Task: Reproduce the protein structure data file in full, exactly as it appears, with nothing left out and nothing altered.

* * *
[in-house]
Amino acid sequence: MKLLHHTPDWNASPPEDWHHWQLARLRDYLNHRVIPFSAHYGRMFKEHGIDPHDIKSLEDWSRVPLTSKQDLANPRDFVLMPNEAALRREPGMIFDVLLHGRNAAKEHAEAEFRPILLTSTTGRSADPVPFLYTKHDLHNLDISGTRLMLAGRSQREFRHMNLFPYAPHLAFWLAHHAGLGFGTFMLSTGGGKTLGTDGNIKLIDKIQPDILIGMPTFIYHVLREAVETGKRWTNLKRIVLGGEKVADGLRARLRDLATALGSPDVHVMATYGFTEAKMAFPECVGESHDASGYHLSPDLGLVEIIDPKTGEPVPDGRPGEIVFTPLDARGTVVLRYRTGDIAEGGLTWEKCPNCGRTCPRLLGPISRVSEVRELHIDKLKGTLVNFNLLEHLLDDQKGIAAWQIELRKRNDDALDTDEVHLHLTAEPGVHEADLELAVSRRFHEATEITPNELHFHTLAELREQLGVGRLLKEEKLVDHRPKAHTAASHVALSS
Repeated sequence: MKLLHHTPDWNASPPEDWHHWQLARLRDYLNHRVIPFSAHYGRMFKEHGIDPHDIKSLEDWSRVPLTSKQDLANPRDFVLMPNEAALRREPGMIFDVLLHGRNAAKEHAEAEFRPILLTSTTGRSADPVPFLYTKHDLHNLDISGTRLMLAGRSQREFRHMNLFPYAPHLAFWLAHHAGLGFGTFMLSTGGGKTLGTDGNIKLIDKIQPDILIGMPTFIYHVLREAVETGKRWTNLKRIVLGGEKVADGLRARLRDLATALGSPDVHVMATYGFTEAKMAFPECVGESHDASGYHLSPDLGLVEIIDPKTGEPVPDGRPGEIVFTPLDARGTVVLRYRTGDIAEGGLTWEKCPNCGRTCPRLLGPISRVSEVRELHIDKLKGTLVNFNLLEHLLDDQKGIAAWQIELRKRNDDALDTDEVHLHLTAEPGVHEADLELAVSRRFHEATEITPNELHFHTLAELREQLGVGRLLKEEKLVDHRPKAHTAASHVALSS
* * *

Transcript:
[in-house]
Amino acid sequence: MKLLHHTPDWNASPPEDWHHWQLARLRDYLNHRVIPFSAHYGRMFKEHGIDPHDIKSLEDWSRVPLTSKQDLANPRDFVLMPNEAALRREPGMIFDVLLHGRNAAKEHAEAEFRPILLTSTTGRSADPVPFLYTKHDLHNLDISGTRLMLAGRSQREFRHMNLFPYAPHLAFWLAHHAGLGFGTFMLSTGGGKTLGTDGNIKLIDKIQPDILIGMPTFIYHVLREAVETGKRWTNLKRIVLGGEKVADGLRARLRDLATALGSPDVHVMATYGFTEAKMAFPECVGESHDASGYHLSPDLGLVEIIDPKTGEPVPDGRPGEIVFTPLDARGTVVLRYRTGDIAEGGLTWEKCPNCGRTCPRLLGPISRVSEVRELHIDKLKGTLVNFNLLEHLLDDQKGIAAWQIELRKRNDDALDTDEVHLHLTAEPGVHEADLELAVSRRFHEATEITPNELHFHTLAELREQLGVGRLLKEEKLVDHRPKAHTAASHVALSS
Repeated sequence: MKLLHHTPDWNASPPEDWHHWQLARLRDYLNHRVIPFSAHYGRMFKEHGIDPHDIKSLEDWSRVPLTSKQDLANPRDFVLMPNEAALRREPGMIFDVLLHGRNAAKEHAEAEFRPILLTSTTGRSADPVPFLYTKHDLHNLDISGTRLMLAGRSQREFRHMNLFPYAPHLAFWLAHHAGLGFGTFMLSTGGGKTLGTDGNIKLIDKIQPDILIGMPTFIYHVLREAVETGKRWTNLKRIVLGGEKVADGLRARLRDLATALGSPDVHVMATYGFTEAKMAFPECVGESHDASGYHLSPDLGLVEIIDPKTGEPVPDGRPGEIVFTPLDARGTVVLRYRTGDIAEGGLTWEKCPNCGRTCPRLLGPISRVSEVRELHIDKLKGTLVNFNLLEHLLDDQKGIAAWQIELRKRNDDALDTDEVHLHLTAEPGVHEADLELAVSRRFHEATEITPNELHFHTLAELREQLGVGRLLKEEKLVDHRPKAHTAASHVALSS